It’s nearly Thanksgiving, a time when we are supposed to think about the things for which we are grateful—and hopefully do so as we enjoy the holiday meal with our family and friends. In this spirit, members of the E-Complish management team have been sharing messages about what we are thankful for on Twitter as well as on our Facebook page—and we’ll keep it up through the month of November.
What are we saying we’re thankful for so far? Family and friends rank at the top of the list. Stephen Price, E-Complish’s president and CEO, noted in our first #MonthofThankfulness post that he is thankful for his family and friends, without whom he “would be crazy and homeless.” Several days later, he expressed gratitude for his wife of 31 years. “Without her, I would not feel whole,” he wrote. Bill Pette, director of business development, also posted about being thankful for his “great family and friends,” while Matt Downey, senior developer and designer, noted that he is grateful for his children and wife, whom he said support him “in so many ways.”
Amber Capece, director of quality assurance, voiced her gratitude for her work family. “This team here at E-Complish is incredible,” she stated. “I have learned so much!” In another vein, Amber cited her thankfulness to America’s first responders for their work in the line of duty.
Our executive team members are also thankful for other important things. Jason Downey, vice president, information systems, kicked off the series of #MonthofThankfulness posts with an expression of gratitude for his working arms and legs. Greg Gaines, director of client support and project management, pointed to his Catholic faith as something for which he is thankful, because, as he put it, “It provides me strength for all I do.”
We would like to invite our customers to share with us what they are grateful for, by Twitter tweet at @EComplish or by posting on our Facebook page. Meanwhile, here are a few ways in which companies can give back to the community at holiday time and year-round, without breaking the bank.
- Hold a food drive, collecting unopened canned and boxed items that can be donated to local food banks. Some organizations also need assistance sorting through donations that arrive at their facilities and preparing them for distribution, especially before Thanksgiving and Christmas. If possible, allow employees some time off to help with the sorting and/or with delivering donated items to needy individuals and families.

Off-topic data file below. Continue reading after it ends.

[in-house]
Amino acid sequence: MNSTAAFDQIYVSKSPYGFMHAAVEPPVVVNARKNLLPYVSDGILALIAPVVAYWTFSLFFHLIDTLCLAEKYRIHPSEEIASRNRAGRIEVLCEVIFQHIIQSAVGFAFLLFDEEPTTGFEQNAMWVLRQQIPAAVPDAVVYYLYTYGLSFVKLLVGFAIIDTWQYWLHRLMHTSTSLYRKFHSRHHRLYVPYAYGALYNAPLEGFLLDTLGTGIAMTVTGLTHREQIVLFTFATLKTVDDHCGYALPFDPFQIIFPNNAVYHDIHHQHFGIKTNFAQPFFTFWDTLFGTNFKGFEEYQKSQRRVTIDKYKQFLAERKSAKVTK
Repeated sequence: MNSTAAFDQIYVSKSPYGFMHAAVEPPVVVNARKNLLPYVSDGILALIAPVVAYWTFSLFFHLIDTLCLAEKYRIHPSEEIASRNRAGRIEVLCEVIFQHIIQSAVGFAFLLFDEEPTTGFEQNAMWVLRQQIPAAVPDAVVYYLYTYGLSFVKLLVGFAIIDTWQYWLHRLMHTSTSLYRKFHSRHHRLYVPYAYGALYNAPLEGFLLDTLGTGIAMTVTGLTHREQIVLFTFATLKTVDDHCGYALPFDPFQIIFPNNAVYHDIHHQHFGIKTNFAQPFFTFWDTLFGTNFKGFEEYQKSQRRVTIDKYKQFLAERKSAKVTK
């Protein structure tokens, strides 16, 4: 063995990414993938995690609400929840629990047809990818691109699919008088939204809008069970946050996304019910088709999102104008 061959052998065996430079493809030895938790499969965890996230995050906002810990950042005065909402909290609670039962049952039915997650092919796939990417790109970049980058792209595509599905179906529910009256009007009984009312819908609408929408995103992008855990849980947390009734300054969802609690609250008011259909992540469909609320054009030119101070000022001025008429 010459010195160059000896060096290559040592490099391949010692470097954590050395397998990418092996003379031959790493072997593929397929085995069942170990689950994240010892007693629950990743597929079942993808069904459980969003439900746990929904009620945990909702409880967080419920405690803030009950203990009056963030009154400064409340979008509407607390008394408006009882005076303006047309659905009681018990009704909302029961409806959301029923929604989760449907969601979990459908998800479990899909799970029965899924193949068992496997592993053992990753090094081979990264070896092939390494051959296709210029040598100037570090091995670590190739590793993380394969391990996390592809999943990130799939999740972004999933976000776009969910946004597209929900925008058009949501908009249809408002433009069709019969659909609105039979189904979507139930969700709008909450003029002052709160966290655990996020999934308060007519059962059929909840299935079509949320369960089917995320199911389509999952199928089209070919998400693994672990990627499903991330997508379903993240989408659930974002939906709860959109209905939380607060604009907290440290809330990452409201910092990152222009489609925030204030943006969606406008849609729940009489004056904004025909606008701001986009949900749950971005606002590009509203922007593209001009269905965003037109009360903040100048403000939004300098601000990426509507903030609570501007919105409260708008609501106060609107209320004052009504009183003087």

- Set up donation boxes where customers and employees can drop off new or gently used clothing, shoes and coats. Take these to local charities that collect them, such as a local Red Cross chapter, or to shelters for the homeless. Again, let employees pitch in with the transportation.
- Run a contest. This can be tied into a collection drive, or to something else, like a cook-off or cubicle/office decorating competition. Instead of awarding a prize to the individual or department that collects the most food, prepares the best dish or similar, have the winner(s) select a charity to which they would like money to be donated.
You can also involve members of your community in a contest that will benefit others—anything from one that challenges them to collect the most non-monetary donations to an essay contest on what they are most thankful for. Again, instead of a prize, have the winner designate a charity to which your company will send a check.
- Organize a team of employees who are willing to spend a few hours on Thanksgiving preparing or serving food at soup kitchens or shelters. Some Thanksgiving meals offered at soup kitchens and shelters are actually served the day before, so following this tip may not actually interfere with employees’ own plans for the holiday. Of course, set a good example by pitching in here yourself.
Continue to check out our social media accounts for new #MonthofThankfulness posts, and don’t forget to add your own. We would be grateful—and of course, we are always thankful to our valued customers for their continued support.